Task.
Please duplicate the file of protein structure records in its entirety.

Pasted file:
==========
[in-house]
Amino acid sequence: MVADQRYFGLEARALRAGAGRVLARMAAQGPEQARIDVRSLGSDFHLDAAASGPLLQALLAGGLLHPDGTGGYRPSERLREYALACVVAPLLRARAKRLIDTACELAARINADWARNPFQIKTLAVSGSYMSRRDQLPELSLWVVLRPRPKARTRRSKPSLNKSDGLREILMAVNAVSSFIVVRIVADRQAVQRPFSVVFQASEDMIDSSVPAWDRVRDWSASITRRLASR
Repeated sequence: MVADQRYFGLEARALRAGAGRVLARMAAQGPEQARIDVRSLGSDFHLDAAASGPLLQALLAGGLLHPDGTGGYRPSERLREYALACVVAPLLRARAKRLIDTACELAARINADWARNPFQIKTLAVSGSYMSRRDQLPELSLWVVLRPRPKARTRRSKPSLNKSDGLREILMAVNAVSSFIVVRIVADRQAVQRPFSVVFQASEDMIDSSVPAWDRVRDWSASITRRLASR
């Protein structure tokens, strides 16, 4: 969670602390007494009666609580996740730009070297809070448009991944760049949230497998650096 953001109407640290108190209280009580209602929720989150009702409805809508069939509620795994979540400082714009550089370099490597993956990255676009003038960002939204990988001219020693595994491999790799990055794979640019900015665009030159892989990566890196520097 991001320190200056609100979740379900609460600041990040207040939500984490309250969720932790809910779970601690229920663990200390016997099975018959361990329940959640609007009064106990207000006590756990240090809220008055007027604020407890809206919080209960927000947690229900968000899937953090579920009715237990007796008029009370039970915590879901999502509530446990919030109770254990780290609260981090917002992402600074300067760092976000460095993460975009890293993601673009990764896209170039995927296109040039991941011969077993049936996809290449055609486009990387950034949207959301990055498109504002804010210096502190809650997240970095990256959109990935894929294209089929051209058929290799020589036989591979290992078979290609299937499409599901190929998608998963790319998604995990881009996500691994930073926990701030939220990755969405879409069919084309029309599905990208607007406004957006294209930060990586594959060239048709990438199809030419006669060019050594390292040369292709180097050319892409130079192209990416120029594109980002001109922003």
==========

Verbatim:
[in-house]
Amino acid sequence: MVADQRYFGLEARALRAGAGRVLARMAAQGPEQARIDVRSLGSDFHLDAAASGPLLQALLAGGLLHPDGTGGYRPSERLREYALACVVAPLLRARAKRLIDTACELAARINADWARNPFQIKTLAVSGSYMSRRDQLPELSLWVVLRPRPKARTRRSKPSLNKSDGLREILMAVNAVSSFIVVRIVADRQAVQRPFSVVFQASEDMIDSSVPAWDRVRDWSASITRRLASR
Repeated sequence: MVADQRYFGLEARALRAGAGRVLARMAAQGPEQARIDVRSLGSDFHLDAAASGPLLQALLAGGLLHPDGTGGYRPSERLREYALACVVAPLLRARAKRLIDTACELAARINADWARNPFQIKTLAVSGSYMSRRDQLPELSLWVVLRPRPKARTRRSKPSLNKSDGLREILMAVNAVSSFIVVRIVADRQAVQRPFSVVFQASEDMIDSSVPAWDRVRDWSASITRRLASR
């Protein structure tokens, strides 16, 4: 969670602390007494009666609580996740730009070297809070448009991944760049949230497998650096 953001109407640290108190209280009580209602929720989150009702409805809508069939509620795994979540400082714009550089370099490597993956990255676009003038960002939204990988001219020693595994491999790799990055794979640019900015665009030159892989990566890196520097 991001320190200056609100979740379900609460600041990040207040939500984490309250969720932790809910779970601690229920663990200390016997099975018959361990329940959640609007009064106990207000006590756990240090809220008055007027604020407890809206919080209960927000947690229900968000899937953090579920009715237990007796008029009370039970915590879901999502509530446990919030109770254990780290609260981090917002992402600074300067760092976000460095993460975009890293993601673009990764896209170039995927296109040039991941011969077993049936996809290449055609486009990387950034949207959301990055498109504002804010210096502190809650997240970095990256959109990935894929294209089929051209058929290799020589036989591979290992078979290609299937499409599901190929998608998963790319998604995990881009996500691994930073926990701030939220990755969405879409069919084309029309599905990208607007406004957006294209930060990586594959060239048709990438199809030419006669060019050594390292040369292709180097050319892409130079192209990416120029594109980002001109922003």